Association deadlock risks rolling back time

06 Apr 2022 |

The exclusion of Swiss and British researchers from Horizon Europe undermines a long-standing ethos

Matthias Kleiner, President of the Leibniz Association. Photo: Leibniz Association

Four years ago, Matthias Kleiner was enthusiastic about the potential for EU research programmes to engage leading scientists worldwide. “I am intensively involved with Japanese science organisations, and I thought that Japan should also be an associate member of the European Framework programmes,” he recalls. "This would really be a step forward for excellence in science.”

Kleiner’s confidence was based on long experience of the European research system, first as president of the German Research Foundation (DFG), then as president of the Leibniz Association, which connects 97 independent research institutions throughout Germany. In 2018, the focus was still on expanding the EU’s scientific collaboration with third countries, rather than rolling it back. “I couldn’t imagine, at the time, that these things would be called into question as they are now,” Kleiner says.

For him and many other European scientists, the recent exclusion of the UK and Switzerland from the EU programmes, for political reasons, seems at odds with the fundamental rationale for scientific collaboration within Europe. “Science is sometimes about competition, but for the most part it relies on cooperation, especially if you are addressing challenges that go beyond the capacity of single researcher, research group or research nation,” Kleiner explains. “So, we urgently need more cooperation in Europe.”

As head of the DFG, Kleiner was closely involved in the launch of the European Research Council (ERC), with its focus on excellence in curiosity driven research. “If I look back at my time as DFG president, this was such an important link to British and Swiss scientists and science organisations,” he says. “Science should have all possible options for a free flow of knowledge, data, people and ideas, and the Framework programmes and especially the ERC are so important for that.”

Will scientists be forced to relocate?

If new association agreements are not signed, recent ERC grant recipients in the UK and Switzerland may be willing to relocate to the EU or to lose their ERC label and get funded by the national British and Swiss guarantee funds. “We in the EU could take advantage of having the ERC to bring these excellent Swiss and British scientists to France or to Germany, but this is not how scientists think,” notes Kleiner. “We first of all want our colleagues to be in their countries, working in collaboration with us.”

The current impasse on the association agreements risks undermining a long-running effort to lower the barriers imposed by national borders within Europe. Kleiner recalls how the Swiss National Science Foundation (SNSF) worked together with fellow research councils in Germany and Austria to improve collaboration across Europe’s borders. This was achieved through an agreement that shared the assessment of projects involving researchers from two or more of the countries.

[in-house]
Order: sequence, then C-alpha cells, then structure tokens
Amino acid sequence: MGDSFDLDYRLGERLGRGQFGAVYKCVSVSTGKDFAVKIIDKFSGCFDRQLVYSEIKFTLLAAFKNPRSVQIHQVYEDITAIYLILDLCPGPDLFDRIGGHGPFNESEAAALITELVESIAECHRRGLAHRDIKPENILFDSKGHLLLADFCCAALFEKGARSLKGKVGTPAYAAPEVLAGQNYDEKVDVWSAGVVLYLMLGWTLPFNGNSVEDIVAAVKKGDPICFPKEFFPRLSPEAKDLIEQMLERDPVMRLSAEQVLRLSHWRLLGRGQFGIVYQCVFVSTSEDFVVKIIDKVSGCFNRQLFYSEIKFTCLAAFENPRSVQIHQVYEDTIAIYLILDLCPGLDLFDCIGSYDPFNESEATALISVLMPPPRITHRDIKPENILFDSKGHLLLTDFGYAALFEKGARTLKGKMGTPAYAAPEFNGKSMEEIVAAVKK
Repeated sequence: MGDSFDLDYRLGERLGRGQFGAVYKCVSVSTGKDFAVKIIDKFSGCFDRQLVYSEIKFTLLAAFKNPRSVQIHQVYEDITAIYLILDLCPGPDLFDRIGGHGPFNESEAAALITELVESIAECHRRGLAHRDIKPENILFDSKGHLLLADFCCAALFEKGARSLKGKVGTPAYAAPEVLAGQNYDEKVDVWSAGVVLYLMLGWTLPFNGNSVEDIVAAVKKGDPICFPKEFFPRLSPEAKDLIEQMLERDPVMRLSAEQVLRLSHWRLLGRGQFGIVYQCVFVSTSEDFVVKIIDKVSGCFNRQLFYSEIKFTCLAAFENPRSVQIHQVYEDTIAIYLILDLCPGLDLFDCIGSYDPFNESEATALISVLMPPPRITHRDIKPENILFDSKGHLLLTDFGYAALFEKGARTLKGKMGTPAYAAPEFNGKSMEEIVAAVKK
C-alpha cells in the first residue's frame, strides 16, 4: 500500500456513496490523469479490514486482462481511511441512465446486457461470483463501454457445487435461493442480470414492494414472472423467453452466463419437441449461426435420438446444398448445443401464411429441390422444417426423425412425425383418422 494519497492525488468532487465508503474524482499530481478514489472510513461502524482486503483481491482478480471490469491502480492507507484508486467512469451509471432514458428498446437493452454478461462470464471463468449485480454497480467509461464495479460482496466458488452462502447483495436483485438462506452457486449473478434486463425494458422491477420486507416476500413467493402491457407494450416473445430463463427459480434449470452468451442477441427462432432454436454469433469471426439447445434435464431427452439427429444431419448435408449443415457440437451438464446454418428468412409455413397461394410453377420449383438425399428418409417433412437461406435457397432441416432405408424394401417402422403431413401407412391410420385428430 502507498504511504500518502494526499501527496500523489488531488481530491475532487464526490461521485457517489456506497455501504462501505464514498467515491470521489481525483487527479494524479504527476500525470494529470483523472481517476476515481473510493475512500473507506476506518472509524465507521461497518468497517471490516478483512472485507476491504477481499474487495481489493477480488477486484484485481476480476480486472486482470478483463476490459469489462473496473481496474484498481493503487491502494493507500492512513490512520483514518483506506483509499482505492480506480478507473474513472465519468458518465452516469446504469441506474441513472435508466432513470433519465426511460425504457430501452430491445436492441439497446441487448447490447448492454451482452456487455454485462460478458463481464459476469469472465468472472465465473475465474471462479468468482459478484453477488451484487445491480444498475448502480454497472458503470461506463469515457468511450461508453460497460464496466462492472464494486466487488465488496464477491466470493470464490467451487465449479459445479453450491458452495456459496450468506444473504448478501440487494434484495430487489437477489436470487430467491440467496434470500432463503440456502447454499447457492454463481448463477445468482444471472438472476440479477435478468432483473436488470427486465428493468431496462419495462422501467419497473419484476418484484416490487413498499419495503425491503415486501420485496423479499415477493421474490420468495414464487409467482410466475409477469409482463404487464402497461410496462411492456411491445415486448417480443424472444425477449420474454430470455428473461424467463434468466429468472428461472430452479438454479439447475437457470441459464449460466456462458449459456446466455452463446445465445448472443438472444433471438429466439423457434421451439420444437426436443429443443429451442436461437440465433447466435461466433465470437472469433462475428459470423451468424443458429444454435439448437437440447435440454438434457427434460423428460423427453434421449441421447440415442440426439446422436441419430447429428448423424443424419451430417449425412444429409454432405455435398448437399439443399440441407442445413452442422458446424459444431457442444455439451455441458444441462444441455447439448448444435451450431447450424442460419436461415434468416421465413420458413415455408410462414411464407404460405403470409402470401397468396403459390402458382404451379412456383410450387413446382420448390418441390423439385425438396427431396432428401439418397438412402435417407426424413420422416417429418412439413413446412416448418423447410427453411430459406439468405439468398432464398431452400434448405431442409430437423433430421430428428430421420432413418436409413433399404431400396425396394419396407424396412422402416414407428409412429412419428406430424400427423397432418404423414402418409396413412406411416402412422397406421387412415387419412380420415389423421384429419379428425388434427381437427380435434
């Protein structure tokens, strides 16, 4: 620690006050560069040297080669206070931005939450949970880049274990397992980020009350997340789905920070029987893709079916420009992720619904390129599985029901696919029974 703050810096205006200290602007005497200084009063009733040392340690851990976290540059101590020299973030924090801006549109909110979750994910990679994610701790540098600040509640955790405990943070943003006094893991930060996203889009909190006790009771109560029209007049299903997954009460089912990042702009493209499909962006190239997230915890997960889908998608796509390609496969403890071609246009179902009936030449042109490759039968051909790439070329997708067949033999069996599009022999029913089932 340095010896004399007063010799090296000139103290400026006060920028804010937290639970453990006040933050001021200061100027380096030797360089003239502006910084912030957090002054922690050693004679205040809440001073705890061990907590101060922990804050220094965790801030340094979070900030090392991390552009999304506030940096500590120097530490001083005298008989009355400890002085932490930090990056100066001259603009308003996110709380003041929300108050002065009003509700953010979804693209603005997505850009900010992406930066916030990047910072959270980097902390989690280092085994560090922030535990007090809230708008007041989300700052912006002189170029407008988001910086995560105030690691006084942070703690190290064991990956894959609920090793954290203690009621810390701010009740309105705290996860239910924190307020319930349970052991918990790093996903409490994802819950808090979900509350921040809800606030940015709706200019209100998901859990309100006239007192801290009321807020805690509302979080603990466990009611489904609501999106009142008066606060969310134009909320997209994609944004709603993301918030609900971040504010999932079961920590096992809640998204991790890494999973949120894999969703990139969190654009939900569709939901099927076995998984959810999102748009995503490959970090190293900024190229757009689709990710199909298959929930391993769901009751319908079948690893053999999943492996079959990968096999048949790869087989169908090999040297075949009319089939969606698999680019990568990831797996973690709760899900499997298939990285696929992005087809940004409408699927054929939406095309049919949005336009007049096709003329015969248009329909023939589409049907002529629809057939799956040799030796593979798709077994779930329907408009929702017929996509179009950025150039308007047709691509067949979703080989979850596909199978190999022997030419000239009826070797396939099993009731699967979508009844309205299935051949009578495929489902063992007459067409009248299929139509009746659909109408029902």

“It was an attempt to tear down the walls between national funding institutions,” Kleiner recalls. “It said that if one funding organisation peer reviewing a project decided that it was excellent enough, based on strict quality control mechanisms, then the others would trust this evaluation and fund their researchers to participate in the project.”

This pioneering initiative took place under Eurohorcs, a forum that brought together the heads of European research councils. “Switzerland played a very important role in Eurohorcs, through Dieter Imboden,” Kleiner says. Imboden was president of SNSF, and chair of Eurohorcs from 2009 to 2011. He went on to become the founding president of Science Europe, the successor to Eurohorcs. “So, it is unimaginable that Switzerland and Swiss scientists are no longer at the same table on the European stage.”

Kleiner is equally dismayed at the exclusion of the United Kingdom. “If you see the success of British scientists and research institutions within the Framework programmes and Horizon 2020, they play an essential role in European science and research.”

And while the present situation is discouraging, he is optimistic that broad scientific cooperation in Europe will survive. “It is such a strong force and a strong need. And the lesson we learn from history is that science and scientists have overcome many obstacles in the past.”

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